Ah, the Internet. Everyone’s a critic, and everyone has a free (or relatively cheap) outlet to hop up on a soapbox and broadcast their opinions to the world. Unfortunately for you, this opinion could be a less-than-favorable review or write up about your company’s products or services. And sometimes that review is incorrect or comprised of a study that wasn’t set up properly. In this instance, you’re faced with an unfairly negative portrayal of your company at the hands of someone who is wrong. What are your options?

I’ve seen this happen a number of times throughout my career–someone will run a test of a company’s software and find several flaws, but the writer didn’t set up the test properly or misinterpreted his findings, and now your reputation is at stake. Don’t worry, there are a number of points to consider to hopefully resolve the situation.

1. Don’t Go On a Rage Bender

You’re probably mad that someone not only insulted your baby (your product or your service), but did so in an ignorant or incorrect manner. What you don’t want to do is release your inner Hulk and smash your way across the Internet to prove that person is wrong. However you approach the situation, you need to stay calm and professional. Your attitude will help make your case to confused or ignorant blog readers and paint your company in a mature and capable light.

2. Consider Reaching Out to the Writer Privately

Before pulling the trigger publicly, think about contact the writer or blogger via email to see if you can resolve the matter amicably in a private setting. People generally don’t like to look like fools, so if you resort to calling a writer out in public about how wrong he is without consulting him first, he may get defensive and make the situation worse. If, however, you email him or give him a call and ask about how he conducted his tests or what the circumstances were behind the review, you can get some insight into his process and also correct any inaccuracies privately, giving him the opportunity to correct his test or review.

3. Leave a Comment on the Post or Article (if Possible)

This option is tricky, as you have to be incredibly careful with wording (and even still, your comment’s publication is at the mercy of the editor, meaning it could very well never see the light of day). However, if you can leave a comment that pertains to the review, it’ll show the readers that you’re active in your community and that you value openness and accuracy, which could get them thinking about the integrity of your product.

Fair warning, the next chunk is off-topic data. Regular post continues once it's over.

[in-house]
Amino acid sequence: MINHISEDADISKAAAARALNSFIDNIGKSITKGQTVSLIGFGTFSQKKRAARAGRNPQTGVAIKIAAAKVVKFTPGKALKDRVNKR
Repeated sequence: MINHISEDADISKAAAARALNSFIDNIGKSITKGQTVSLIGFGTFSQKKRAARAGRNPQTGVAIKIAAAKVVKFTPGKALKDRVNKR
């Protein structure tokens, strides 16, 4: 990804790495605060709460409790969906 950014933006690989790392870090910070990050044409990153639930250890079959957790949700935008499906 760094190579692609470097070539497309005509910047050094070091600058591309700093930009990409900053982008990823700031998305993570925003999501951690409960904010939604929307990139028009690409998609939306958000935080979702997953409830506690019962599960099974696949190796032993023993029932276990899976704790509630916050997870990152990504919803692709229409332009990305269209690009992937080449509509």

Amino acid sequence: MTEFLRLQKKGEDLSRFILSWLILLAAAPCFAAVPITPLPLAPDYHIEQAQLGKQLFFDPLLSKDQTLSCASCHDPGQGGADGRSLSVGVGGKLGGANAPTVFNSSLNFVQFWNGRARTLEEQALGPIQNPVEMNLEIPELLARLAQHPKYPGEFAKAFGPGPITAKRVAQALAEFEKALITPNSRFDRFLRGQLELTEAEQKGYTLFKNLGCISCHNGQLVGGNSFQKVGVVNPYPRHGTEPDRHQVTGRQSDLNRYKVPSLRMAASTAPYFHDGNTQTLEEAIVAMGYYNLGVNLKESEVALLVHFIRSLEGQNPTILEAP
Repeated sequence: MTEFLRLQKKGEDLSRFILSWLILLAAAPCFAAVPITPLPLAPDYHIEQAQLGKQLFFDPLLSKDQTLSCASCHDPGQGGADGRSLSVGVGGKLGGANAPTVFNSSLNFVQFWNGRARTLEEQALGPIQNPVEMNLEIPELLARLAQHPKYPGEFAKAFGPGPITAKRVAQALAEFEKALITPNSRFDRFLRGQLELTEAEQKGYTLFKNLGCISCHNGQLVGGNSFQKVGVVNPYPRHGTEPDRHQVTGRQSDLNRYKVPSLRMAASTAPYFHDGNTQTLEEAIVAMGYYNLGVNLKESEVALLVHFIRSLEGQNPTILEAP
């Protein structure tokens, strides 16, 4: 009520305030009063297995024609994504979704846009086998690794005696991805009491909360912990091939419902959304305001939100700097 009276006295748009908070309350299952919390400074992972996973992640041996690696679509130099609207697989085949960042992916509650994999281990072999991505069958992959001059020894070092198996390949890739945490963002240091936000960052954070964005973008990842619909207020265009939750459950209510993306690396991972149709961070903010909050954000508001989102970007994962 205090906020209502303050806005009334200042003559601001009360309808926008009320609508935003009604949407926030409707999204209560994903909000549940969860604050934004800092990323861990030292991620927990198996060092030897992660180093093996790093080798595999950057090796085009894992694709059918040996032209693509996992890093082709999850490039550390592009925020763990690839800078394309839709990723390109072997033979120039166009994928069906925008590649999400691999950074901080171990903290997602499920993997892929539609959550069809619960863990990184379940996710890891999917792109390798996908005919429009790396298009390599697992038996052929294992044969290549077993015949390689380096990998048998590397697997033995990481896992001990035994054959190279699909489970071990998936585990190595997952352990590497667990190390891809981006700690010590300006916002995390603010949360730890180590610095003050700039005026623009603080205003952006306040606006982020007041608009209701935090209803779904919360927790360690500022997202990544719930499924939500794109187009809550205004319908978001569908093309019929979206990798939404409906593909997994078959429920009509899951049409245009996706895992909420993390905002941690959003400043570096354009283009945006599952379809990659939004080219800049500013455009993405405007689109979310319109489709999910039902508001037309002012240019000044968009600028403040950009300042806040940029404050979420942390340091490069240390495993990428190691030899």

A good approach would be to introduce yourself and your role within the company, and that you encourage tests, reviews, etc. of your product and love seeing feedback. Then go into detail about the incorrect portions fo the test or review and use facts or reasonable explanations to make your case. Close the comment talking about how you loved the idea of the test or review and that you encourage other readers or bloggers/writers who want to write about your company or your products to reach out to you for the correct, necessary information.

4. Post a Rebuttal on Your Blog

If you can’t make any progress by contacting the author or by posting a comment, take the fight to your turf and write a blog post about the inaccuracies of the test. Again, follow Rule #1 and keep it professional and mature–no name calling or condescension. Write about how the test or review was good in theory but that the end result had considerable flaws or inaccuracies, and address each one. Support your rebuttal with facts, official statements, anything legit that can boost your message. Keep it professional, keep it friendly, and keep it factual.

Hopefully by following the above tips, you can counteract any wrongfully negative tests or reviews that you may encounter. As for legitimately negative reviews or feedback…well, that’s a whole ‘nother topic altogether that requires a different approach (which we’ll discuss in future posts).

photo credit: Anthony Posey SIR:Poseyal Desposyni via photopin cc